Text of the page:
Extra-contractual liability arises outside the scope of an agreement when someone violates an absolute right or fails to abide by general legal provisions.
v Criminal and misdemeanour charges
Civil liability does not exclude other sources of liability, such as criminal acts and administrative or misdemeanour offences.
Indeed, under Portuguese law, the same fact (action or omission) may give rise to civil and criminal liability, and, thus, the infringer may be responsible for paying compensation to the injured party and be simultaneously subject to criminal penalties. As such, the producer could be held criminally liable if the defect causes death or serious harm to a person, either for an act or for an omission, even if there was only negligence.
Criminal proceedings may be initiated by the injured person and then pursued by the public prosecutor. If the damage is serious, namely in cases of death or severe injury to someone, the public prosecutor will mandatorily have to initiate proceedings against the producer or the supplier, or both.
Compensation for damages arising out of non-contractual liability may be sought within the criminal proceedings. If not, the facts proved within the criminal proceedings will be binding within the civil proceedings as long as the parties that participated in the criminal proceedings are the same that subsequently litigate in the civil proceedings. Regarding third parties, facts proved within the criminal proceedings constitute a mere presumption and are subject to counterproof.
The producer and the supplier may also be subject to fines resulting from misdemeanour proceedings initiated before the various regulatory authorities. The determination of these fines can be subject to appeal to a court of law. In addition to fines, the producer or supplier may be subject – in the more serious situations – to (1) temporary closing of their business premises; (2) prohibition from continuing their activities; and (3) restitution of any benefit obtained from public authorities.
Product liability claims are generally determined in civil proceedings before state courts by professional judges. In Portugal there are no jury trials in civil proceedings and in criminal proceedings, where they are possible, they are very rarely used. Civil liability in product liability cases may also be determined by an arbitral court, under the Portuguese Voluntary Arbitration Act (Law 63/2011), provided there is an arbitration agreement between the parties involved. There are also consumer arbitration centres which may determine claims below €5,000.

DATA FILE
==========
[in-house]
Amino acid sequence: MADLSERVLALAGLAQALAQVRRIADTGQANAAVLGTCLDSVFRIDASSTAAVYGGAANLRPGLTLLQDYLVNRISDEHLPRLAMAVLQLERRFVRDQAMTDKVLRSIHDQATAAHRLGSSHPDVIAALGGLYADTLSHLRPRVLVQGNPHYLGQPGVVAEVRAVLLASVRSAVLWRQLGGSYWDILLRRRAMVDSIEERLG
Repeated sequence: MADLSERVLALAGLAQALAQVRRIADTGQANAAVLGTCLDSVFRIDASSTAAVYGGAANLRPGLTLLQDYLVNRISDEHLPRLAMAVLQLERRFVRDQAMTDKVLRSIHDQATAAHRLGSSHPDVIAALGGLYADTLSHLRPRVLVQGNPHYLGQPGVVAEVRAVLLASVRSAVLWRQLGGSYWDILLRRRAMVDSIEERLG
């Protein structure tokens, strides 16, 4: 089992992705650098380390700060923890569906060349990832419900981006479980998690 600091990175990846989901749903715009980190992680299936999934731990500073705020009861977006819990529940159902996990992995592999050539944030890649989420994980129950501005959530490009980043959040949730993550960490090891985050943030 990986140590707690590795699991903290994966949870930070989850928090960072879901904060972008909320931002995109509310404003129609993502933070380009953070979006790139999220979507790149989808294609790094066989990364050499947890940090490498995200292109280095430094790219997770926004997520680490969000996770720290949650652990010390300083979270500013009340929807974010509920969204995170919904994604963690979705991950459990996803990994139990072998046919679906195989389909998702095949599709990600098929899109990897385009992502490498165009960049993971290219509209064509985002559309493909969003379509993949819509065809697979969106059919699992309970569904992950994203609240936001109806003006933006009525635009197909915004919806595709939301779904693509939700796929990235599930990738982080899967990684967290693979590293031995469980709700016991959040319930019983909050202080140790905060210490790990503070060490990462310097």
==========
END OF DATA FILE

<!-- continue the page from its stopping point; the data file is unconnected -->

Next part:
The Portuguese court system has three levels of ordinary courts: (1) the courts of first instance; (2) five courts of appeal; and (3) the Supreme Court of Justice. There are also justice of the peace courts which may try cases below €15,000.
The courts of first instance are divided into sections, such as civil, criminal, family and minors, commercial and labour. The civil section has general jurisdiction over all civil claims not exclusively attributed by law to other courts.
Decisions issued by the courts of first instance, where the value of the claim exceeds €5,000, can, in general, be appealed to the courts of appeal, which may, within the limits of the appeal lodged by the appellant, re-examine the facts and the applicable law. Appeals to the Supreme Court of Justice are exceptional and only for claims above €30,000. The scope of review by the Supreme Court of Justice is limited to the application of substantive law and procedural issues.
Regulatory liability will be initiated by the administrative authorities and subject to their decision. The producer will be heard in the proceedings and allowed to present its defence. The authorities’ final decision can be challenged in a court of law.
Criminal proceedings will be pursued in criminal courts and will be promoted by the public prosecutor or the claimant, or both. The decision will be determined by a judge and may be appealed against.
ii Burden of proof
Product Liability Act
The general principle in Portuguese law is that the burden of proof of an allegation of facts falls upon the party who makes the allegation and wishes to rely on facts invoked.
Under the Product Liability Act, the claimant will have to prove the damage, the defect and the causal relationship between the two. The claimant will not have to prove the fault of the producer, given that under the Act the producer faces a strict liability regime.
The producer will bear the burden of proof regarding the facts that it may wish to rely on and that constitute the causes for exclusion of its responsibility that are referred to below, along with any other defences. Likewise, the producer will have the burden of proof regarding relevant dates that may result in the dismissal of the proceedings owing to the elapsing of the claimant’s rights.
For causation, Portuguese law adopts the ‘adequate causation’ theory, generally in its negative formulation, which means that not only must the damage be a foreseeable and probable consequence of the defect, but that only damages that are a result of a totally atypical and extraordinary chain of events are excluded from liability.